“I feel like you should complete one goal everyday. If you say “today I’m going to work out,” but then sit on your phone all day, you’re going to feel crappy and sad. I’ve totally done that. So if you just put your phone away for a little while and get something done that day at least you feel some accomplishment.”

“I think it’s also a good idea for kids to make their own plans instead of watching social media and waiting for someone else to invite them to do something.”

What was your experience with getting a phone?

“When kids first started getting phones I was in like fourth grade and teachers were always telling kids to put their phones away during class and my parents always told me and my sisters to put them away during dinner because it’s impolite. It’s good to put your phone away when you’re interacting with people in real life. Sometimes I have to make my friends get off their phones so we can go out and actually do something.”

What advice do you have for parents giving their children cell phones for the first time?

“I think even though everyone is getting a smartphone these days, I would give your kid a non-smartphone for their first phone so they can still communicate, but won’t sit on it playing games for hours and hours. When I was a little kid I didn’t know how to balance it and games would keep me entertained for way too long. It’s good to be creative and learn to entertain yourself as a little kid without a smartphone.”

“If your kid is older and he’s getting a smartphone for the first time I would just teach them that it’s still important to not rely on your phone for everything. And to be polite and not have your phone out when people are talking to you.”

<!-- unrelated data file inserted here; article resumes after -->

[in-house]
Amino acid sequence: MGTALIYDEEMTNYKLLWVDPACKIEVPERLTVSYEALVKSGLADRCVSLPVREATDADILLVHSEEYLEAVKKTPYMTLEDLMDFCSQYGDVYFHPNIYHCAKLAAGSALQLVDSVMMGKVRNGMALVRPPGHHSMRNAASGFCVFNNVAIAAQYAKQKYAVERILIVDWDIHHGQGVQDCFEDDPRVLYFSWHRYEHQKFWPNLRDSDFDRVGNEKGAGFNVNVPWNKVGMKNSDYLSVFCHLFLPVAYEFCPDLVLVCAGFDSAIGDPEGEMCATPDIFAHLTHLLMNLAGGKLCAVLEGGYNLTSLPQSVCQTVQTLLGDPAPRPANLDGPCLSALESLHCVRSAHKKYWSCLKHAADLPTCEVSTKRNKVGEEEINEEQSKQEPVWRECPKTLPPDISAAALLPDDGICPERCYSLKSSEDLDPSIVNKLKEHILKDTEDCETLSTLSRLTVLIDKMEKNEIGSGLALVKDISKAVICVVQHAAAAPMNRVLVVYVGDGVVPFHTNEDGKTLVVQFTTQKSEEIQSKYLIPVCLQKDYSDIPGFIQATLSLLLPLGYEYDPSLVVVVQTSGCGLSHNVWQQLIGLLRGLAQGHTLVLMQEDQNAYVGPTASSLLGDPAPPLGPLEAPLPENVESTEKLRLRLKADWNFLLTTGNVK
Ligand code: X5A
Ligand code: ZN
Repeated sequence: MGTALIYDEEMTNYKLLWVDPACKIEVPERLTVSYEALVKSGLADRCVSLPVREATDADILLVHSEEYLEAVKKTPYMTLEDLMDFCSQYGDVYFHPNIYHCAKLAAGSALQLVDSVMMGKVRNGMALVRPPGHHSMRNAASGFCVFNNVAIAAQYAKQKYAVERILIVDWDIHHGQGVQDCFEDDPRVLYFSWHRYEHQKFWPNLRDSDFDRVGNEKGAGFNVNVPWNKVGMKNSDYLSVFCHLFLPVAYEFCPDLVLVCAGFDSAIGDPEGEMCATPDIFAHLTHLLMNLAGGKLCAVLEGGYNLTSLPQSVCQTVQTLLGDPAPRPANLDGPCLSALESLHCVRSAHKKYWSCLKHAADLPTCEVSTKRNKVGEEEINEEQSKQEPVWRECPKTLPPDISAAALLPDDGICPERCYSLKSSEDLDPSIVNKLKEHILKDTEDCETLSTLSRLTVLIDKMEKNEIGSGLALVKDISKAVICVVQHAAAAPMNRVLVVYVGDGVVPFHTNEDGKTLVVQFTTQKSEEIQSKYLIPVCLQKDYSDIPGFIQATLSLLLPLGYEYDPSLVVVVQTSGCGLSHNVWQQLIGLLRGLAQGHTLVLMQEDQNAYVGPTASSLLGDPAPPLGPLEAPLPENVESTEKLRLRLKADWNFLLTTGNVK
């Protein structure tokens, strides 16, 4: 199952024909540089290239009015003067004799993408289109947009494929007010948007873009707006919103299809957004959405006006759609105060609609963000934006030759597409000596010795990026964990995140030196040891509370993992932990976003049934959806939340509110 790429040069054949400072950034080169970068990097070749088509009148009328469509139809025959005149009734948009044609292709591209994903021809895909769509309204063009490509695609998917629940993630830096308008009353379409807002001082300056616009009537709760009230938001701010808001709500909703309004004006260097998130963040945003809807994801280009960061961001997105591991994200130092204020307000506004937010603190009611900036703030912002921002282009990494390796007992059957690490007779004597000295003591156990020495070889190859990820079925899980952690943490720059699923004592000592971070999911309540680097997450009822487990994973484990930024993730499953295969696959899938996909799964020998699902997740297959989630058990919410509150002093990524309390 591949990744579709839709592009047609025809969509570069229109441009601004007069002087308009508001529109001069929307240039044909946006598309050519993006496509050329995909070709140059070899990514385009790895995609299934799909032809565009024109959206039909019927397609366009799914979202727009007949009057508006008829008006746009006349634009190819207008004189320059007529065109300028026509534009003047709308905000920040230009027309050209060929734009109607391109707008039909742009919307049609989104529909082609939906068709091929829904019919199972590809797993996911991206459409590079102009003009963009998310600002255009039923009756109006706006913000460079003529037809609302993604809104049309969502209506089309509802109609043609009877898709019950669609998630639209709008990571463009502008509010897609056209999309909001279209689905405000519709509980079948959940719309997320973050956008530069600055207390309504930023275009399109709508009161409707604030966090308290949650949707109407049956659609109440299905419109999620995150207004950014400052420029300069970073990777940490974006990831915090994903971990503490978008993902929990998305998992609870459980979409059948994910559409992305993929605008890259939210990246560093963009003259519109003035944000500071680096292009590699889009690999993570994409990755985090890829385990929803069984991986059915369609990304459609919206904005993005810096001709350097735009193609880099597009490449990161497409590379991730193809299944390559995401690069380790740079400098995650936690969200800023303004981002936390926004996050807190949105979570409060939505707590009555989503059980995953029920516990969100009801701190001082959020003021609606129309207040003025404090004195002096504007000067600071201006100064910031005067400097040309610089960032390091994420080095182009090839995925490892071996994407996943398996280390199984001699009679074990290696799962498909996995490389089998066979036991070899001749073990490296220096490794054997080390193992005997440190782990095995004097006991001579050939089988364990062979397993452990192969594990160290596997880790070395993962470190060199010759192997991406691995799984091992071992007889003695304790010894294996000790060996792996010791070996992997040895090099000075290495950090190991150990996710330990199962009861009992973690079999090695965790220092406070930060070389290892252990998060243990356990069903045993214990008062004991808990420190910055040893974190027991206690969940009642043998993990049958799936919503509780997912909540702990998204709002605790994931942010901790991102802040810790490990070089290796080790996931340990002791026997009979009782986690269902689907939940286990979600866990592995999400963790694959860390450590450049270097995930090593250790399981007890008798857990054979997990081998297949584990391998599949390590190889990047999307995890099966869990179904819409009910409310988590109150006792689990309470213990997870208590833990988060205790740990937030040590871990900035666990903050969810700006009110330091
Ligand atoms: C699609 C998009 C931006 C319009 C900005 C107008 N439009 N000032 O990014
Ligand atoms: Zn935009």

What about parents letting their teens get social media for the first time?

“At first I would just let them post what they want and if you see something that doesn’t look like them I would talk to them and ask them why they posted it. Then just talk to them and teach them what is appropriate. But I think the biggest thing is just to limit them at first so they don’t get addicted and actually interact with people face-to-face.”

What advice do you have for young kids on social media?

“Remember to not take what people say on social media too seriously and that not everyone is perfect and it’s okay if you’re not.”

“And I would limit who you follow to your actual friends because they really know who you are, and you know who they are. Not just who they say their are on social media. If you follow only famous instagrammers, sometimes you will feel bad about yourself because you’re only seeing their perfect social media presence.”

“Don’t say mean things on social media. If you don’t like someone just unfollow them… There’s no need to cause any harm.”

How can people use social media for good?

“Social media is good for keeping your friends and family updated with your life so you can keep in touch and keep friends even if you don’t see them. Like, without social media I would definitely not have raised so much money for the toy drive I did. It’s crazy how many people you can reach through social media.”

After raising money through social media Cole and his scout group went shopping for Christmas gifts.

“When you see someone post something that is not like them and they seem sad it’s good to ask if they are okay, or if they want to talk. You can help someone even if they are far away. It’s easy to send a text. One text can save someone’s life. And even if there isn’t anything wrong it’s never going to hurt. I noticed one of my friends posting weird stuff on social media so I texted him and it turned out to be pretty serious to the point that I had to call his mom and let her know what was going on. I’m glad that I could reach out to him.”

“There’s always cool people that post good positive quotes and tweets and it can honestly make someone’s day. Maybe no one was affected by it, but sometimes you can brighten people’s day with social media. It can be a very positive if you balance it with real life.”